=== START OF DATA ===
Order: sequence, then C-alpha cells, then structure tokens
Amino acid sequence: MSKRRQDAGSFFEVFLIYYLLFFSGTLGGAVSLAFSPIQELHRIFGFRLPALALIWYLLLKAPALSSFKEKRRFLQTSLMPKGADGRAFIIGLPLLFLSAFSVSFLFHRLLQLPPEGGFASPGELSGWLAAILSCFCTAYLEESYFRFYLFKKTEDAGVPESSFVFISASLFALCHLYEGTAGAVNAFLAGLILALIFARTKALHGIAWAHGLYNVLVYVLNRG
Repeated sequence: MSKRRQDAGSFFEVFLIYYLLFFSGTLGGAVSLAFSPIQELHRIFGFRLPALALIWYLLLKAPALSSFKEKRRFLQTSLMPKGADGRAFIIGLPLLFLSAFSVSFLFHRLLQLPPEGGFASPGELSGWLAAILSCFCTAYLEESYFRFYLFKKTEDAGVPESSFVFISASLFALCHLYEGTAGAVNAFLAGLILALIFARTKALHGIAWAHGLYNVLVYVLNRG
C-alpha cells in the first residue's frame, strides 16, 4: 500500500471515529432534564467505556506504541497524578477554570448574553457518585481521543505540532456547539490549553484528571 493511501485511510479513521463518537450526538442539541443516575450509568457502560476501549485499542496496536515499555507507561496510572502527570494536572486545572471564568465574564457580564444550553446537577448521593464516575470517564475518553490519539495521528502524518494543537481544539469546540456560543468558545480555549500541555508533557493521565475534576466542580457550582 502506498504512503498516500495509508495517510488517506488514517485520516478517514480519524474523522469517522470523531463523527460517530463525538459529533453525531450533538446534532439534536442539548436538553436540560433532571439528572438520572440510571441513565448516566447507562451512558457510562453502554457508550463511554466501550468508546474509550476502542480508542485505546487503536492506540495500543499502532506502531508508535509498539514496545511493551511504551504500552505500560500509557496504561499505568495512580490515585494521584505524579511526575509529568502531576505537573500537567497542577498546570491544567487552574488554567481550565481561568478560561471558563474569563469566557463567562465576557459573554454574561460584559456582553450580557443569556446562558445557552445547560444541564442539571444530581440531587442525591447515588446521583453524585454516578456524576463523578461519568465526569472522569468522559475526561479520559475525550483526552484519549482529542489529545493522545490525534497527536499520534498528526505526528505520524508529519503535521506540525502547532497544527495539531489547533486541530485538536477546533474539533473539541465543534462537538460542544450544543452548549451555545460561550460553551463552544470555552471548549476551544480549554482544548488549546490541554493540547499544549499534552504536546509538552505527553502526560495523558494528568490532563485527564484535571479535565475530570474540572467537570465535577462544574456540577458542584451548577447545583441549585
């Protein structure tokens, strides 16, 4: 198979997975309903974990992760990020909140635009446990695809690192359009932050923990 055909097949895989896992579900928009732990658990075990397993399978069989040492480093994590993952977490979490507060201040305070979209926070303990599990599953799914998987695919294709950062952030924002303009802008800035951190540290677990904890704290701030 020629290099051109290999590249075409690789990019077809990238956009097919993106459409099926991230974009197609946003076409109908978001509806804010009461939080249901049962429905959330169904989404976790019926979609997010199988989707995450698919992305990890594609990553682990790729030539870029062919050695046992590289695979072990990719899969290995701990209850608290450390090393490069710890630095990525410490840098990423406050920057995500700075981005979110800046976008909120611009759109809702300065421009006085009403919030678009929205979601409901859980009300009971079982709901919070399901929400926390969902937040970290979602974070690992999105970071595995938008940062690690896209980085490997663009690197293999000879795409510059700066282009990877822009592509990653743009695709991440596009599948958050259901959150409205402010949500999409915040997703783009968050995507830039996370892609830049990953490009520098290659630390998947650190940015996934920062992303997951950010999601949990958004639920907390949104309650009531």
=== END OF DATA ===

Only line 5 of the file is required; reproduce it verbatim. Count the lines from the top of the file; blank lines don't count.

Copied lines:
């Protein structure tokens, strides 16, 4: 198979997975309903974990992760990020909140635009446990695809690192359009932050923990 055909097949895989896992579900928009732990658990075990397993399978069989040492480093994590993952977490979490507060201040305070979209926070303990599990599953799914998987695919294709950062952030924002303009802008800035951190540290677990904890704290701030 020629290099051109290999590249075409690789990019077809990238956009097919993106459409099926991230974009197609946003076409109908978001509806804010009461939080249901049962429905959330169904989404976790019926979609997010199988989707995450698919992305990890594609990553682990790729030539870029062919050695046992590289695979072990990719899969290995701990209850608290450390090393490069710890630095990525410490840098990423406050920057995500700075981005979110800046976008909120611009759109809702300065421009006085009403919030678009929205979601409901859980009300009971079982709901919070399901929400926390969902937040970290979602974070690992999105970071595995938008940062690690896209980085490997663009690197293999000879795409510059700066282009990877822009592509990653743009695709991440596009599948958050259901959150409205402010949500999409915040997703783009968050995507830039996370892609830049990953490009520098290659630390998947650190940015996934920062992303997951950010999601949990958004639920907390949104309650009531």